Credit Rating Agency Blues

Moody’s consideration to upgrade the credit rating of Burlington Northern Santa Fe is a wonderful example of why the world needs an international UN supervised credit worthiness system. The reason why BNSF’s ratings may go up is because of Warren Buffet’s decision to fully invest into a vast railroad network covering 2/3 of United States (stretching from the key region of Texas to China’s port middleman of California). As the world’s second richest man and one popularly considered to be the best investor, Buffett’s moves are always carefully watched and analyzed. Although calling BNSF acquisition a possible boost to Obama’s policies is a bit of a stretch, the 79 year old billionaire’s purchases usually resonate deeply in the investing world.

Since Buffett’s Berkshire Hathaway is a key owner of Moody’s, one of his assets is about to rate up the value of another. That would be news if such conflict of interest wasn’t so common as to be the norm. What has been less noticed and talked about is Buffett’s recent gradual sale of his stocks in Moody’s itself. The biggest shareholder in the world’s biggest credit rating agency (Moody’s has 40% of this market and thus the power to acquisitions cripple entire countries through rating them down and reducing capital investment flow) decided to quietly start decoupling himself from it.


The era of investigators investigating themselves is coming to an end. Moody’s, Standard & Poor’s, and Fitch Ratings together control majority of the world’s rating market and are all based in United States. No surprise that United States continues to have the best triple A investment rating even though its macroeconomic situation and debt resemble something seen in the third world. USA’s current and former satellite nations (although Germany is moving out of its satellite status now that its ever growing public debt is protected by Euro as reserve currency) benefit the most from this political protection. Japan has been famously running a public debt for years that is far above the 60% per GDP that is generally considered the safe limit in public discussion.

We’re familiar how downgrades and upgrades by US credit rating agencies have been the matter of life and death for numerous countries in the past 50 years. The quality of life for endless millions of people around the world was dependent on the “expert” analysis of these corporations and the investment money it can bring. This applies to countries that aren’t colonies or special friends. Moody’s couldn’t logically downgrade and weaken Cold War allies regardless of their macroeconomic fundamentals. Although Japan is in the same public debt company as Zimbabwe, nobody is screaming against investing in it. Naturally, the same US gov based restraint prevented the agencies from predicting the financial collapse of 2008.

Powerful countries like China cannot enter the English speaker dominated rating market since a Chinese credit agency would be in the same position when it comes to full analysis. The mere fact that people wouldn’t believe a Chinese version of Moody’s yet continue to listen to the big 3 in US as if it means anything (at least in regards to rating for countries as a whole) is Non Profit Growth another demonstration of the faith based nature of economics. An argument can be made that the Western world as a whole suffered decreased economic growth due to the politically motivated self restraint of the agencies whose job is to see what’s worth investing in and loaning money to. Proper introspection couldn’t be achieved.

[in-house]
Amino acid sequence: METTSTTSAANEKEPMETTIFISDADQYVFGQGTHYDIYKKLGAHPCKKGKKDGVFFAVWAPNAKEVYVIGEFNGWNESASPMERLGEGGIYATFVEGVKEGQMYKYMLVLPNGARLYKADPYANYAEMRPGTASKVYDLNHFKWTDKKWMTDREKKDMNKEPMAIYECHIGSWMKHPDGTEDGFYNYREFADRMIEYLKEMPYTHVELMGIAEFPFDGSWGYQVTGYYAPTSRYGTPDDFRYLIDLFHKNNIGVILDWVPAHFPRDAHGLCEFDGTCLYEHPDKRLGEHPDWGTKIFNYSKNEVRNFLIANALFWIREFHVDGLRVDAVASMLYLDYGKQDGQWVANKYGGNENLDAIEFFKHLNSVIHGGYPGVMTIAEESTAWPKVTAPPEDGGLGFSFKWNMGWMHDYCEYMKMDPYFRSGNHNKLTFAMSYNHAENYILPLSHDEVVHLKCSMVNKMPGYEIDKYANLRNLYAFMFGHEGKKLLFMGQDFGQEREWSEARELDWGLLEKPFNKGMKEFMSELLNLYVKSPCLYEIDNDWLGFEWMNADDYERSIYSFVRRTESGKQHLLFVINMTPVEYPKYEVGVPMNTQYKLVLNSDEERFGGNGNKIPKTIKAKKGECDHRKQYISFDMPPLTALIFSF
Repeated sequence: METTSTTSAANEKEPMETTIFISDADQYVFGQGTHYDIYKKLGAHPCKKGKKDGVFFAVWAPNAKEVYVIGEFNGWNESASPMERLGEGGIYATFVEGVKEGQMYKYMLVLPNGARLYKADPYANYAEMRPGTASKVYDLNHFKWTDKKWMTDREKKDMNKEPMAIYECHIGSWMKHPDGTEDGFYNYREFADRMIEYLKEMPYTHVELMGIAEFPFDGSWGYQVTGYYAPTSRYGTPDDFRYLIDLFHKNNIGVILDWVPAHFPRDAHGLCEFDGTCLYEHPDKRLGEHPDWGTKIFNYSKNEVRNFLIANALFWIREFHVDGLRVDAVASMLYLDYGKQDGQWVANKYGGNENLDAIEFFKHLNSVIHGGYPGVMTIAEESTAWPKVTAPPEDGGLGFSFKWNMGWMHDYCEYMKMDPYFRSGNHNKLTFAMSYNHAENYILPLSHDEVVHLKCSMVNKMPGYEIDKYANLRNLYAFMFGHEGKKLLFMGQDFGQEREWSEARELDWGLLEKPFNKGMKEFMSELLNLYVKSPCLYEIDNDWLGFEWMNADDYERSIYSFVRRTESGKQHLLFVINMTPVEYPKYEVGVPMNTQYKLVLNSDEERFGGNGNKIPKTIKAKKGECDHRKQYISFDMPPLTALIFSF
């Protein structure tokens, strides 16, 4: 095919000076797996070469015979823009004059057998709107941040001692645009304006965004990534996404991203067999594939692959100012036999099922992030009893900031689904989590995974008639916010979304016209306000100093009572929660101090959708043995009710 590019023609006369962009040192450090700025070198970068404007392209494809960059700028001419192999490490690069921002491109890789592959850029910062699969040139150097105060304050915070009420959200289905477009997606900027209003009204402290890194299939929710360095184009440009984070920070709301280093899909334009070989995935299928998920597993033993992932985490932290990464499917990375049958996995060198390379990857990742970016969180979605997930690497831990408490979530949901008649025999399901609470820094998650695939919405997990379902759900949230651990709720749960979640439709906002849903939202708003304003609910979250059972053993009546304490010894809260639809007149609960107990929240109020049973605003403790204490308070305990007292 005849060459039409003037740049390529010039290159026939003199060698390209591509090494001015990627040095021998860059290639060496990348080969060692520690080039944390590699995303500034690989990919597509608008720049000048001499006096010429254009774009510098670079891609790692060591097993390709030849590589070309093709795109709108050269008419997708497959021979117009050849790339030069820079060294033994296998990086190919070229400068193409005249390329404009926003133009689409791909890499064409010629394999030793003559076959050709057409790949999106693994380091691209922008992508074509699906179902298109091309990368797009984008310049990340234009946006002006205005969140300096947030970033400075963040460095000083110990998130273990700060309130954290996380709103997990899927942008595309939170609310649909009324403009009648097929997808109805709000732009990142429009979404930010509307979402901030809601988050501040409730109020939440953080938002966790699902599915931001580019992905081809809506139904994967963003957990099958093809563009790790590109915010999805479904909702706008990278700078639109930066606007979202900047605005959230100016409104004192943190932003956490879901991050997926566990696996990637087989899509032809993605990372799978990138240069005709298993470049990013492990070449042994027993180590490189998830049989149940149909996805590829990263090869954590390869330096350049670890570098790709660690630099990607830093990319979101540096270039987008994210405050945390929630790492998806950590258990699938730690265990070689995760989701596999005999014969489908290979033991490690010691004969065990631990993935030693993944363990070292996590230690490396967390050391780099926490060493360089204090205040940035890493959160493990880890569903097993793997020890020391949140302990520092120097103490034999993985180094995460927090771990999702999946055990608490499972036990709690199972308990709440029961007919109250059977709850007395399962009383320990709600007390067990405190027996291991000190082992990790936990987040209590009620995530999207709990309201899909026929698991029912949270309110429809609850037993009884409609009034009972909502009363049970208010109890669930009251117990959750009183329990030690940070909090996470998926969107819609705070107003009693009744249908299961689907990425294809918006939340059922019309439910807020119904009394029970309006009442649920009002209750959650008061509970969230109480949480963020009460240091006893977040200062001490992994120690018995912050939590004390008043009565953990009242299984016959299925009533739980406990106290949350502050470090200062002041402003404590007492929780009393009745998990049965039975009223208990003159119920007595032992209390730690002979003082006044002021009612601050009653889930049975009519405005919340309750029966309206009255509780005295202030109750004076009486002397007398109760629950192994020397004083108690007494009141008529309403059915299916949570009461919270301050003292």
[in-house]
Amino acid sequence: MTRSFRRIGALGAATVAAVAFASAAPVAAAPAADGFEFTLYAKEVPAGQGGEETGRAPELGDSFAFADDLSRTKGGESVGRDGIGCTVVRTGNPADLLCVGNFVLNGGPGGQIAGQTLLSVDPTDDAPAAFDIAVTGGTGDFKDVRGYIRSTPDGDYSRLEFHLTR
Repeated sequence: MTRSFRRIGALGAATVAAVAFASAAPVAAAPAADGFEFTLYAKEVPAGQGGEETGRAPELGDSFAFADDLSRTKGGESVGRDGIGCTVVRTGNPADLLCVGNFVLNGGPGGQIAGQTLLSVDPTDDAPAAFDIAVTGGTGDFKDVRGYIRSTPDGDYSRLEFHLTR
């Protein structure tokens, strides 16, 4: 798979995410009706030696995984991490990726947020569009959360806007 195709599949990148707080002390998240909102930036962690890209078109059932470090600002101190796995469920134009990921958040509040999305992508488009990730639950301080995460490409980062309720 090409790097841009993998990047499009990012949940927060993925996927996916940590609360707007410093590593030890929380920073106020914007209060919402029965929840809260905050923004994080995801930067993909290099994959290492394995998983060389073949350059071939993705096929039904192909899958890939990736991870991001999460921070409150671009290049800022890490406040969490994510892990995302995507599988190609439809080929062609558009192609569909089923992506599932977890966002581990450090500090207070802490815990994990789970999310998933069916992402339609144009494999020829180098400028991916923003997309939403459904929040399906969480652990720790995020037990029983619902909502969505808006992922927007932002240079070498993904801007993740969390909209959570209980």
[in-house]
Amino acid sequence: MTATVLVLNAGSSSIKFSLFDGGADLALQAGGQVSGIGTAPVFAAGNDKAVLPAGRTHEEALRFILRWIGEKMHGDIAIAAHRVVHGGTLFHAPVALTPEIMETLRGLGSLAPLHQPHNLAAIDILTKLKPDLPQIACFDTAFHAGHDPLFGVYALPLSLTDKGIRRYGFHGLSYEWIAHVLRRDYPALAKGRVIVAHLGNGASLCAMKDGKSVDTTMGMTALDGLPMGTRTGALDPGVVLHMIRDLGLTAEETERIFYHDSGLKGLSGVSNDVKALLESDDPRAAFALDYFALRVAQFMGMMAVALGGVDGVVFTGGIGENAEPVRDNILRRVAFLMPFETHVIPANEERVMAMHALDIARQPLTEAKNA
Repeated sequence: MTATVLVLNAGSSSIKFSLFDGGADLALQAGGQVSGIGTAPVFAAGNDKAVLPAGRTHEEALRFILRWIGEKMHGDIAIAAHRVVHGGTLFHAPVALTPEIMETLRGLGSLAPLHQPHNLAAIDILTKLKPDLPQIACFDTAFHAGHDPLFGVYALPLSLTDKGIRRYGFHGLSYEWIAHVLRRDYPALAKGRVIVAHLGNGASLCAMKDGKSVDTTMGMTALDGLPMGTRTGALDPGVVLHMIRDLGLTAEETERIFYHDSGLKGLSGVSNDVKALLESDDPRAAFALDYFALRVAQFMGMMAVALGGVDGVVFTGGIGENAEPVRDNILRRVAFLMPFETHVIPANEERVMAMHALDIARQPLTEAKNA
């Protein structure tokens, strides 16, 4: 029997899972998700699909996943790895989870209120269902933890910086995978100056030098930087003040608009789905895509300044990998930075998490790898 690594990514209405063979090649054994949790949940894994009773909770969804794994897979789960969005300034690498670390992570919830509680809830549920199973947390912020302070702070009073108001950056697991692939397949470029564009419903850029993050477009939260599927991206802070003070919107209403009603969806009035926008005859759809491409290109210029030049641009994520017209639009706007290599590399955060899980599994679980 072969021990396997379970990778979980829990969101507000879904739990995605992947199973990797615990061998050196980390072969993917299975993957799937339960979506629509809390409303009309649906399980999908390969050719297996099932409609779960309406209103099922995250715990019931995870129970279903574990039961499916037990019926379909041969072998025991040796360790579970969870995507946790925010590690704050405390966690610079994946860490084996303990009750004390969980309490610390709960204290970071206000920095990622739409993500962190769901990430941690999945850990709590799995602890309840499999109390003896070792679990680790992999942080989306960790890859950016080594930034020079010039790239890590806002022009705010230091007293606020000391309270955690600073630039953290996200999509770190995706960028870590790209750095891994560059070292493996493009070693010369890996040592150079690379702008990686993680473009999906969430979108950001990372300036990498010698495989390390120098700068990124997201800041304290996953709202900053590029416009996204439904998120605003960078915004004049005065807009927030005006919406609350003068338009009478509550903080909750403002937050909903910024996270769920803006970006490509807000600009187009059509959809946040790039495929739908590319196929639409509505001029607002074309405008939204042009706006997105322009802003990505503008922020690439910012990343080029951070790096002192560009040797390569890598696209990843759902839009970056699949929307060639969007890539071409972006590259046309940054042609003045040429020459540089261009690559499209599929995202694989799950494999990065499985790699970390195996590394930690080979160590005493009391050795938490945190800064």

It would be ludicrous for the agencies to rate each other’s effectiveness or have a US government body do so. Even finding general real numbers behind any country’s macroeconomic situation from IMF, World Bank, or CIA World Factbook is impossible since these organizations serve oligarchs and governments in the Western world. If IMF wasn’t disproportionately influenced by US it would have prescribed the same bitter treatment to its master as it does for many countries in the world (such as fighting large scale corruption within key economic sectors). We continue to see the ridiculous spectacle of morbidly obese countries telling everybody else to get healthier (which they actually did if one looks at anemic GDP growth in the West compared to the rest of the world).

If capitalism is to remain in the years ahead then there needs to be a very robust international UN controlled credit rating agency. It has to be under UN supervision with transparency and input from all the nations and not just be an act of creation by G20 (recent switch of world’s economic control from G9 to G20 just expands the ridiculous notion of a few rich nations deciding global economic policy instead of UN).

It remains to be seen whether Buffett has the intention of fully selling off his share in Moody’s (and is just doing it gradually to not cause a stir) or if he still thinks there is utility in this insanely powerful organization. As for his investment into railroads leading to and from California ports bringing Chinese goods, we will soon see if that is a sign of faith in the growth of China or US. Buffet has often said that just like a great company, a great country can survive a period of mismanagement. It may very well be that he is old enough to actually have a bit of a nationalist sentiment but any investment he makes in GE or American infrastructure may be part of a bigger picture. His investment into production of electric cars in China certainly shows he thinks Chinese may beat us in this field (and this country has a lot of natural resources to transport by Warren owned rail to the ships departing for Chinese factories).

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